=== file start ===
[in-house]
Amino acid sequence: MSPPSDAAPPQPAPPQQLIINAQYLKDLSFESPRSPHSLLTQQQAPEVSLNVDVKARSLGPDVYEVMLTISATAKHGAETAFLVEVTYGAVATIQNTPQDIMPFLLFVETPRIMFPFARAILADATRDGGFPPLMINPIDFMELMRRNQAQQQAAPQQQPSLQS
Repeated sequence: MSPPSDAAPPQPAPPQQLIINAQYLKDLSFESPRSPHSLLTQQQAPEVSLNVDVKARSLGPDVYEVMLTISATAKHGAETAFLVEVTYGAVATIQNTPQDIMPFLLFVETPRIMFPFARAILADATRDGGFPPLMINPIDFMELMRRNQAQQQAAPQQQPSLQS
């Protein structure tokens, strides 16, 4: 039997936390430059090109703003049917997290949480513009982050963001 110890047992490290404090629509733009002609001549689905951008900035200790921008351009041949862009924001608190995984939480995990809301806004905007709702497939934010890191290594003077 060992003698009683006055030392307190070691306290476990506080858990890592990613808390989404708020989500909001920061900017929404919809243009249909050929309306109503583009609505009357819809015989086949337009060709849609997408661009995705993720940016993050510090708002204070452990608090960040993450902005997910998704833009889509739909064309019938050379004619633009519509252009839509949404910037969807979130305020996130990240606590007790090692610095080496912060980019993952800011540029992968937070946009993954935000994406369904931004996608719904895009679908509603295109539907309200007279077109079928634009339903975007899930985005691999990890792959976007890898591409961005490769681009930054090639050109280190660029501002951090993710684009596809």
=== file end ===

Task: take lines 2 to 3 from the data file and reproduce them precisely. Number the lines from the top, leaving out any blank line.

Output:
Amino acid sequence: MSPPSDAAPPQPAPPQQLIINAQYLKDLSFESPRSPHSLLTQQQAPEVSLNVDVKARSLGPDVYEVMLTISATAKHGAETAFLVEVTYGAVATIQNTPQDIMPFLLFVETPRIMFPFARAILADATRDGGFPPLMINPIDFMELMRRNQAQQQAAPQQQPSLQS
Repeated sequence: MSPPSDAAPPQPAPPQQLIINAQYLKDLSFESPRSPHSLLTQQQAPEVSLNVDVKARSLGPDVYEVMLTISATAKHGAETAFLVEVTYGAVATIQNTPQDIMPFLLFVETPRIMFPFARAILADATRDGGFPPLMINPIDFMELMRRNQAQQQAAPQQQPSLQS